The Savannah River Site once again is being touted as an ideal location for an interim storage area for used fuel from the nation’s nuclear power plants. But now that South Carolina finally is shedding its image as the nation’s preferred waste dump, inviting nuclear plants to send tons of radioactive fuel here would be a big step backwards.
SRS, the 60-year-old federal installation near Aiken that made tritium and plutonium for nuclear weapons during the Cold War, now cleans up millions of gallons of stored waste and recycles surplus weapons-grade plutonium. But both the U.S. Department of Energy and nuclear power plants across the nation are looking for a supposedly temporary site to store spent fuel used to produce energy.
The spent fuel includes thousands of tons of used fuel from 11 closed nuclear reactors and tens of thousands of tons more fuel from plants still operating. The spent fuel now is stored on site at the plants in water pools or encased casks.
About 8,300 tons of used fuel now are stored in 72 power plants in the Carolinas. The backlog grows by 2,200 tons a year.
The federal government was supposed to have established a national repository for nuclear waste years ago, and work at a designated site at Yucca Mountain in Nevada had been progressing. But in 2009, President Barack Obama scuttled funding for the repository, fulfilling a campaign promise he made the year before.
But the move also appeared to be motivated by a desire to give Nevada’s Sen. Harry Reid a leg up in a close re-election battle in 2010. Reid won, but Obama’s order brought a halt to any real effort to designate a national nuclear waste repository.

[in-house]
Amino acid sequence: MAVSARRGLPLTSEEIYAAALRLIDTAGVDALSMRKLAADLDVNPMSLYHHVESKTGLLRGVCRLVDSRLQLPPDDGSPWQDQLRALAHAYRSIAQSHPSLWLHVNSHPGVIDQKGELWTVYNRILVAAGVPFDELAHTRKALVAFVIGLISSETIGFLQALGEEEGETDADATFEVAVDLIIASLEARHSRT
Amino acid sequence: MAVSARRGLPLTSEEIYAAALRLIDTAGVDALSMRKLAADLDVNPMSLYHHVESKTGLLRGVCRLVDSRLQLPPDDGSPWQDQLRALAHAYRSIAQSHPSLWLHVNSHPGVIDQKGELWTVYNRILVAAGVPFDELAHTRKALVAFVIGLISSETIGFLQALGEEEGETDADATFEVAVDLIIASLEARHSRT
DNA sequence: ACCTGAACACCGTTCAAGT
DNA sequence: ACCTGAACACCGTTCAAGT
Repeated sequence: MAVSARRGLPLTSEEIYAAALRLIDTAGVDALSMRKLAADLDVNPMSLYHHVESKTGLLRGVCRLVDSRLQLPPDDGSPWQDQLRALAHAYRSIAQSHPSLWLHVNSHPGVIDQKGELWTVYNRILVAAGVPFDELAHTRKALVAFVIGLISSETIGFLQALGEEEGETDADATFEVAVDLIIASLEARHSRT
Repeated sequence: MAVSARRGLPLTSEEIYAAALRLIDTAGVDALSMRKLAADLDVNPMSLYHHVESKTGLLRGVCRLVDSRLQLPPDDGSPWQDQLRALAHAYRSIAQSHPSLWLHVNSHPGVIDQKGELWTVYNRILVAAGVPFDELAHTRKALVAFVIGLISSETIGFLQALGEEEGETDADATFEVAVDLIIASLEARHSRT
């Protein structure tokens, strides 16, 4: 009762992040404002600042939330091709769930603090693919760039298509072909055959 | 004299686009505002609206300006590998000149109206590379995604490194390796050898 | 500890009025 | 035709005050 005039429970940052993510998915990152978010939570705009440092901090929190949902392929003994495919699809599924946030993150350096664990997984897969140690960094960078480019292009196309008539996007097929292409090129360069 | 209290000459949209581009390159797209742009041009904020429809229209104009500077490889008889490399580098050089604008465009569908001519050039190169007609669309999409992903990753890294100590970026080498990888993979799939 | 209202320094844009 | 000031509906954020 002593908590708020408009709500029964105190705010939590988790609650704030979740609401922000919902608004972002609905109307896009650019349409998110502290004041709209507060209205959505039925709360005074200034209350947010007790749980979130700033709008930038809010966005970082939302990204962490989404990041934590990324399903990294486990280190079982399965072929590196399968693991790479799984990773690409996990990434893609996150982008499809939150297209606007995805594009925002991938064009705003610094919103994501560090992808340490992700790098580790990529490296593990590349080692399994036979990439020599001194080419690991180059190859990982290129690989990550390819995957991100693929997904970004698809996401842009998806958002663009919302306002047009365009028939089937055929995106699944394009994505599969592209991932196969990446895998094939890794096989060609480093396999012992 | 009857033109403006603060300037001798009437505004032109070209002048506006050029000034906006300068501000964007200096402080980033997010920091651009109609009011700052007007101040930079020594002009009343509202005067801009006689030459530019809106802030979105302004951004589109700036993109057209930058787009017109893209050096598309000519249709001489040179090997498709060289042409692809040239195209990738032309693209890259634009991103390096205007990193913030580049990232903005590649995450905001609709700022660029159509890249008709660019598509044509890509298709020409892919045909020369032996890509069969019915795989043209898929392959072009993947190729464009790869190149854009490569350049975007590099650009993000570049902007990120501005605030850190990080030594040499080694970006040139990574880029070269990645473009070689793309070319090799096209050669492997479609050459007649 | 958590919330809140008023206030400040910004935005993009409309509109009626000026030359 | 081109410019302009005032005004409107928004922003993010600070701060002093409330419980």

That, of course, begs the question: what do planners mean by “interim”? It seems highly likely that any nuclear waste shipped to South Carolina would remain here indefinitely.
After all, high-level radioactive waste immobilized in glass, delivered to SRS through a Department of Energy program, was supposed to remain there only temporarily. It still hasn’t been shipped to the intended burial site in New Mexico.
SRS also is home to the effort to blend surplus weapons-grade plutonium into commercial nuclear fuel, so-called mixed-oxide or MOX fuel. But that effort has stalled and now faces significant cost overruns.
An SRS group boosting the proposal to ship more waste to the site views the plan as a way to create new jobs and spur economic growth. But this is more than just a local economic development issue.
For example, Charlotte and York County, with two north-south interstate highways, would be a busy corridor for waste shipments. An accident could expose residents to nuclear materials that remain radioactive for thousands of years.
Ironically, the same federal dysfunction that has prevented waste from being shipped out of SRS also could delay any decision to create a new interim waste disposal site. Congress would first have to allocate money for the site and then change a federal law that requires the government to license a permanent repository before any interim site could open.
That could take years. Nonetheless, we think South Carolina should strongly oppose this effort from the start.
Storage of nuclear waste should be a federal responsibility with a central storage site that can be used by plants nationwide. The federal government, in fact, pledged to assume that responsibility decades ago.
We have seen how that played out. South Carolinians should be extremely wary of an effort to establish an “interim” storage site in this state.